HRT not allowed to race in Australia

    The stewards rejected the Spanish squad's appeal after both its cars failed to make the 107 percent cut in qualifying.

    Published On Mar 17, 2012 10:20:00 PM


    HRT not allowed to race in Australia

    After having failed to make the 107 percent cut in qualifying, Indian Formula 1 driver Narain Karthikeyan and his experienced HRT F1 teammate Pedro De La Rosa will not be allowed to start tomorrow’s Australian Grand Prix.

    Although the Spanish squad requested permission to race, the stewards said the team will not be allowed to take part in the season opener.

    Earlier on Friday, the weekend had started on a difficult note as the team was denied proper running during practice sessions due to unpredictable weather conditions and technical issues. It was essentially the first time the HRT F112 got some hard running, having not taken part in pre-season testing.

    Although some issues were sorted out, others cropped up today and robbed the team of precious track time and ultimately prevented the car from qualifying.

    It is the second year in a row HRT has missed the first race of the season.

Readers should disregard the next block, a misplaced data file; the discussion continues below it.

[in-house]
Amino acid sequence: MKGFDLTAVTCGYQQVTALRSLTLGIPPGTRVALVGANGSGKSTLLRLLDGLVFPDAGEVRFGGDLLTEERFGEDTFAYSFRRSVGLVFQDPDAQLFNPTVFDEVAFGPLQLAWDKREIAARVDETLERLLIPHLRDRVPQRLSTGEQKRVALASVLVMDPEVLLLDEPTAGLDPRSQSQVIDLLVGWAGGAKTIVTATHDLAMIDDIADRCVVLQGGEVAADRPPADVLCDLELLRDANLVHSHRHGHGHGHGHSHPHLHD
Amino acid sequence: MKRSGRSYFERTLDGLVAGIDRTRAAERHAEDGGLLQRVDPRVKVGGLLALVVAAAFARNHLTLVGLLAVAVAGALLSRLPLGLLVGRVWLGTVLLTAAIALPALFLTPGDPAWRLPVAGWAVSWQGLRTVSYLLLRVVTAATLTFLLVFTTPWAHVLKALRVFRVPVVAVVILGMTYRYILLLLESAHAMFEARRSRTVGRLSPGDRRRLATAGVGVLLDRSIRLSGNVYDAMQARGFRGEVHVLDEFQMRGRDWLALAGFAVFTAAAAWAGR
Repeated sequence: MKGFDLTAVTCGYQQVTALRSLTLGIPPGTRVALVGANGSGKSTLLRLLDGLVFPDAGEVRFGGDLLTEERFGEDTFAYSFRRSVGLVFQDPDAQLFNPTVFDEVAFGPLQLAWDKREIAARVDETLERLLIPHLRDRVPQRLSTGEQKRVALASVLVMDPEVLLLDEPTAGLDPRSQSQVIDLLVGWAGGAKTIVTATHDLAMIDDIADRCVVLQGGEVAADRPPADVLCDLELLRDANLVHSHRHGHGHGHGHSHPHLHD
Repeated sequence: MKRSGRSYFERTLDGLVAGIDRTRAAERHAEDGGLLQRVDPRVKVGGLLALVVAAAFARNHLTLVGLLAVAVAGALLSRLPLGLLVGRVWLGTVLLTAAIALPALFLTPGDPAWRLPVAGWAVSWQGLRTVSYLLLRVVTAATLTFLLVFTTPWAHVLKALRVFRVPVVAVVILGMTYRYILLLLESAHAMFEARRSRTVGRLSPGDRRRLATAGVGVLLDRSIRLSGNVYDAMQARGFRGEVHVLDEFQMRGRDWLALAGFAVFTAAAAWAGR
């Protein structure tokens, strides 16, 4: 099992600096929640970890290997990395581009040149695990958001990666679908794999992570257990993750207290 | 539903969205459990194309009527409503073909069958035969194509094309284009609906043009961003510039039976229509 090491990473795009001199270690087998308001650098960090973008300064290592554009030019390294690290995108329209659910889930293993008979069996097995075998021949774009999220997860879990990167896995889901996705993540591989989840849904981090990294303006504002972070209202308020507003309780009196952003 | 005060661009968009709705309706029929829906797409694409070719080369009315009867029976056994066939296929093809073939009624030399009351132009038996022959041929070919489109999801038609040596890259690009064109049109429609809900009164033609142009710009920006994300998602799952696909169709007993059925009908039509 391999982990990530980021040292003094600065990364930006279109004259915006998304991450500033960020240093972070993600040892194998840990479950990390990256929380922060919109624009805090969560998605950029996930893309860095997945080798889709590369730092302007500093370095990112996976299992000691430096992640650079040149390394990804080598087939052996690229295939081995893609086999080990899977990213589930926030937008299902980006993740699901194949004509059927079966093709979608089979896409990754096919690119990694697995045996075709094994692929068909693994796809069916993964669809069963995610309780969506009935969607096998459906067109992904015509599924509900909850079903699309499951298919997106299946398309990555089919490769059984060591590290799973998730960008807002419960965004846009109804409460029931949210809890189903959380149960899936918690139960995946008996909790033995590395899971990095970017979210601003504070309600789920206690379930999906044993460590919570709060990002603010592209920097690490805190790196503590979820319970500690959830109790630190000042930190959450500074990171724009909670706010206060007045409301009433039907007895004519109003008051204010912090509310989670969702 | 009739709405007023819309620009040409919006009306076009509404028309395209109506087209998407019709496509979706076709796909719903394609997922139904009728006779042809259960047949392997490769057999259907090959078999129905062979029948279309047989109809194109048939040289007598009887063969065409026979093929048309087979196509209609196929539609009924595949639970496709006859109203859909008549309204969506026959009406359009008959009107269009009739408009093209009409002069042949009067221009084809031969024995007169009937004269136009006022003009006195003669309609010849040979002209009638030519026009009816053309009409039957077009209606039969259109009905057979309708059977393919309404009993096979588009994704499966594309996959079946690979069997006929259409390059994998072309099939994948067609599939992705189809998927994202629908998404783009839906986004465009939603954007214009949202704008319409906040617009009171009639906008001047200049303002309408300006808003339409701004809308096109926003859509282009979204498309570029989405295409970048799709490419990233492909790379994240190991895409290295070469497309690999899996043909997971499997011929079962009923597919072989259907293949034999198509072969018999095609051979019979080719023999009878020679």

“It is a huge disappointment to not qualify for the race, no doubt about that. Some major mechanical issues took up a majority of our time – hydraulics problems in particular, which cropped up yesterday and couldn’t be eradicated today as well”, said Karthikeyan.

    “The hydraulic fluid temperature couldn’t be maintained at optimal levels which made the car really difficult to drive due to a heavy steering, and more critically put the DRS out of operation – which is alone worth almost a second during qualifying.

    “If we had been able to get on top of these niggles there was certainly enough pace to make the cut. Yes it would’ve been close, but we’d at least be on the grid”, he added.

    Karthikeyan however admitted that he expected teething problems with the car initially, but didn’t expect to be bogged down to such an extent.

    “During my F1 career, I’ve always driven older-spec cars. The Jordan I drove in 2005 was a ’04 spec, and last year’s car was the same 2010 Dallara chassis. I had higher expectations this year considering it is a new design – I knew it wouldn’t be a walk in the park but I was quite optimistic.

    “I believe these issues have shadowed the real potential of the car, but what concerns me more is the reliability. It is a huge unknown as we haven’t done more than two consecutive flying laps, let alone a full race distance.”

    The F1 circus heads to Malaysia’s Sepang circuit next weekend and with the time just enough to pack and transit, the Indian is expecting another tough outing round the corner.

    “Malaysia is going to be tough too – it is a challenging layout speed-wise, plus the tropical weather means high ambient temperatures, and possibly rain.

    “We don’t have time to do anything radical because these are back to back weekends, so I hope we can iron out as many problems as possible once we hit the track next Friday and ensure that we’re in decent shape for China.”

    Copyright (c) Autocar India. All rights reserved.



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